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Currency Market Analysis

Apr 02, 2021 | Currency Market Analysis

Global Themes

The greenback steadied below recent highs for the year ahead of today’s U.S. jobs report that could validate optimism in the outlook for the world’s biggest economy. Trading activity was muted with many regions closed for Good Friday. The dollar was broadly flat against the euro and yen while rivals from Britain and Canada eased off 10-day peaks. The employment report is expected to show faster hiring of around 650,000 jobs in March as measures to tackle the pandemic, like vaccinations, allowed businesses to ease restrictions and boost their payrolls. Stronger hiring is expected to lower unemployment from 6.2% in February which was the lowest in nearly a year. Markets could take days to respond to today’s jobs report given that Wall Street is closed Friday while Europe will be on holiday through Monday.

CAD

Canada’s dollar reached a 10-day high overnight in holiday-subdued trade. The loonie caught a boost this from better than expected news on the Canadian economy to begin the year and oil’s nearly 4% jump Thursday to above $61, a lift that came despite OPEC and its allies agreeing to gradually boost oil production in the months ahead.

GBP

Sterling didn’t move far in holiday-thinned trade but it moved enough to reach 10-day highs against the greenback. Pound positives were evident this week in fourth quarter growth exceeding forecasts (1.3% vs. 1%), while factory growth enjoyed an unexpected upgrade for the month of March.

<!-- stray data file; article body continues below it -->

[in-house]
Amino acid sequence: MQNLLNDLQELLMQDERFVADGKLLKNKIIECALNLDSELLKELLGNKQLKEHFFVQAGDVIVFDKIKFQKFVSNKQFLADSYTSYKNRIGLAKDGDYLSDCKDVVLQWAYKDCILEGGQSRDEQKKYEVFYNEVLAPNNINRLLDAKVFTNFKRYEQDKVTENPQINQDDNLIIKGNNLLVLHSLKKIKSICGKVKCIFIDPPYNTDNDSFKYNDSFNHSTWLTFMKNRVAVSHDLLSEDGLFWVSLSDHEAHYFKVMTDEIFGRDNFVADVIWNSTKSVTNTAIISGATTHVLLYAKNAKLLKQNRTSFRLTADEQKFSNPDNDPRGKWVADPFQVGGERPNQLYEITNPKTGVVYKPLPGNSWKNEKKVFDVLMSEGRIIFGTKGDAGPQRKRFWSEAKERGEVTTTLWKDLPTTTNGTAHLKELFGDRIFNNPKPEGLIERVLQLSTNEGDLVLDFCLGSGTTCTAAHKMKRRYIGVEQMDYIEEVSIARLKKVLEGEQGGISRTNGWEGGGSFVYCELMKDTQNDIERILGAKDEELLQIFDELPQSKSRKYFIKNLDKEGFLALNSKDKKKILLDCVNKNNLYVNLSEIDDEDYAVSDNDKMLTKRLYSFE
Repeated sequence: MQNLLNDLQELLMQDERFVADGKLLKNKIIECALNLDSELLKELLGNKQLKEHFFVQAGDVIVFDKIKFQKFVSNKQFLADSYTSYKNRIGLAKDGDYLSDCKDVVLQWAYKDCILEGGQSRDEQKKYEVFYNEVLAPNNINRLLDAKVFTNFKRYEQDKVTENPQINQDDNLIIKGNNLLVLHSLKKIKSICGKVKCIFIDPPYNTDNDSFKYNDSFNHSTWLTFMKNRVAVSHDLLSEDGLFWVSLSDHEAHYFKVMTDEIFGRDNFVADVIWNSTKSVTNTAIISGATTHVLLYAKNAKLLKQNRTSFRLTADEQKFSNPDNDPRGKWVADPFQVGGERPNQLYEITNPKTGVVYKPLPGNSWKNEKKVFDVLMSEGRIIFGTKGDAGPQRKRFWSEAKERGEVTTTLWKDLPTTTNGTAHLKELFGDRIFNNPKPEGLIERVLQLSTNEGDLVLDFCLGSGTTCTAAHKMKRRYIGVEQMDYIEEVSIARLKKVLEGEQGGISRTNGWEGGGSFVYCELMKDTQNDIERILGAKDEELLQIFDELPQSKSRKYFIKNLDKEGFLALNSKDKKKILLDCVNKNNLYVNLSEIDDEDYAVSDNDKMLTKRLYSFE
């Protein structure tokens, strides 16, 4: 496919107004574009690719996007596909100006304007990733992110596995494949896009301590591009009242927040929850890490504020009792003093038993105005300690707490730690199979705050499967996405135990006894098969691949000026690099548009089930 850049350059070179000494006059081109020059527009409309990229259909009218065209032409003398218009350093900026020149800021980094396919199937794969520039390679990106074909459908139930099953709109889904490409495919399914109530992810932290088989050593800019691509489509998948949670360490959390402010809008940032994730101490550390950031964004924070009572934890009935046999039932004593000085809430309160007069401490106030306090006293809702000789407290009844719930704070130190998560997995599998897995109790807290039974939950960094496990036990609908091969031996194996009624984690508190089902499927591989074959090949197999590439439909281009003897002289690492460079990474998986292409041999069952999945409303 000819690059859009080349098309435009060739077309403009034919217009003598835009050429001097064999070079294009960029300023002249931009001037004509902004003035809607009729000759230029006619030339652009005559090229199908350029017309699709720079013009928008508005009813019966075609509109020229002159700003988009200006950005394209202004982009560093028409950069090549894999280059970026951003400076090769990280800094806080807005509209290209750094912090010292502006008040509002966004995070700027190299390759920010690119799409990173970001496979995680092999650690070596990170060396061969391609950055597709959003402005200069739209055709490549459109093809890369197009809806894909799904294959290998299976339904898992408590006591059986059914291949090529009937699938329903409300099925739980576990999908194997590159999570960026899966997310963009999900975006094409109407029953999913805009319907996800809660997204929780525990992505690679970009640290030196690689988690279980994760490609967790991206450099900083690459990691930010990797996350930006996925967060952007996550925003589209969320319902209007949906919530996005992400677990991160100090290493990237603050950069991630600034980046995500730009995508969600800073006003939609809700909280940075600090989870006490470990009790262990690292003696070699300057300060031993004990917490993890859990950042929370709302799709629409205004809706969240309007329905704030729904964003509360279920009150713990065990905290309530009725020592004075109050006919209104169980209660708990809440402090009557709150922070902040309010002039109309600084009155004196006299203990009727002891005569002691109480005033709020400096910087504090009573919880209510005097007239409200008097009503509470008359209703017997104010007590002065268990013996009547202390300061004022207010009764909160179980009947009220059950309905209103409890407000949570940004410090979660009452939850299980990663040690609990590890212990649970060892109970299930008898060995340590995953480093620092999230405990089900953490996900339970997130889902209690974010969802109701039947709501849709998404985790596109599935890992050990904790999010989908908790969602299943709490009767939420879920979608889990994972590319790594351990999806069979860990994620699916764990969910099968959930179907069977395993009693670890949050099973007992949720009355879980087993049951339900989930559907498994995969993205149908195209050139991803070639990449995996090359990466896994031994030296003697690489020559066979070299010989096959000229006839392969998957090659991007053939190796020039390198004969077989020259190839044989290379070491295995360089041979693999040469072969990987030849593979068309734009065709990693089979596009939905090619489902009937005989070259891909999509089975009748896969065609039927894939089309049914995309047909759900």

EUR

The euro favored highs for the week against the greenback as the dollar index consolidated recent gains after logging first quarter appreciation of 3.6%, the most since 2018. Europe going on extended lockdown to tackle the virus hasn’t helped the euro. Yet Europe’s economy has shown somewhat surprising resilience which has helped to slow the single currency’s descent. A bigger than expected rise in euro zone economic sentiment in March climbed above the long term average for the first time in a year.

USD

Given scant market participation due to the Easter holiday, the dollar didn’t move much in the wake of the strongest U.S. jobs report since last summer. America netted a forecast-smashing 916,000 jobs in March, the most since August, which far eclipsed forecasts of 650,000, and pushed unemployment down to 6%, a one-year low, from 6.2%. Job growth in January and February got revised higher by a combined 156,000. The hiring explosion showed the economy producing some of the “substantial further progress” the Fed wants to see before it pivots away from its low rate policies. Treasury yields may take exception with tepid wage growth which is consistent with inflation remaining subdued. The overall strength of the labor market is likely to prove dollar-positive.


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